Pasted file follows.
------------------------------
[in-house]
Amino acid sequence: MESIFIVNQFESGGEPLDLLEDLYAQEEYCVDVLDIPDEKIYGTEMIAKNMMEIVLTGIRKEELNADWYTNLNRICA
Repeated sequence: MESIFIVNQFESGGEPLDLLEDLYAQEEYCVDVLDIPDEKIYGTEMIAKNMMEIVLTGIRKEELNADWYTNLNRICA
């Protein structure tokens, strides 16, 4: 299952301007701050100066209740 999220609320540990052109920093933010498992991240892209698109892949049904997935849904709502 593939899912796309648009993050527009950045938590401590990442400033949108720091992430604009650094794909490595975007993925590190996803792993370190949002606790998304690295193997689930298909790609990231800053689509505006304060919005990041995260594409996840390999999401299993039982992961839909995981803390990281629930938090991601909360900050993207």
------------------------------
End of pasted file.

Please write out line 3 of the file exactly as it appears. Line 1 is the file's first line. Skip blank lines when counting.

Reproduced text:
Repeated sequence: MESIFIVNQFESGGEPLDLLEDLYAQEEYCVDVLDIPDEKIYGTEMIAKNMMEIVLTGIRKEELNADWYTNLNRICA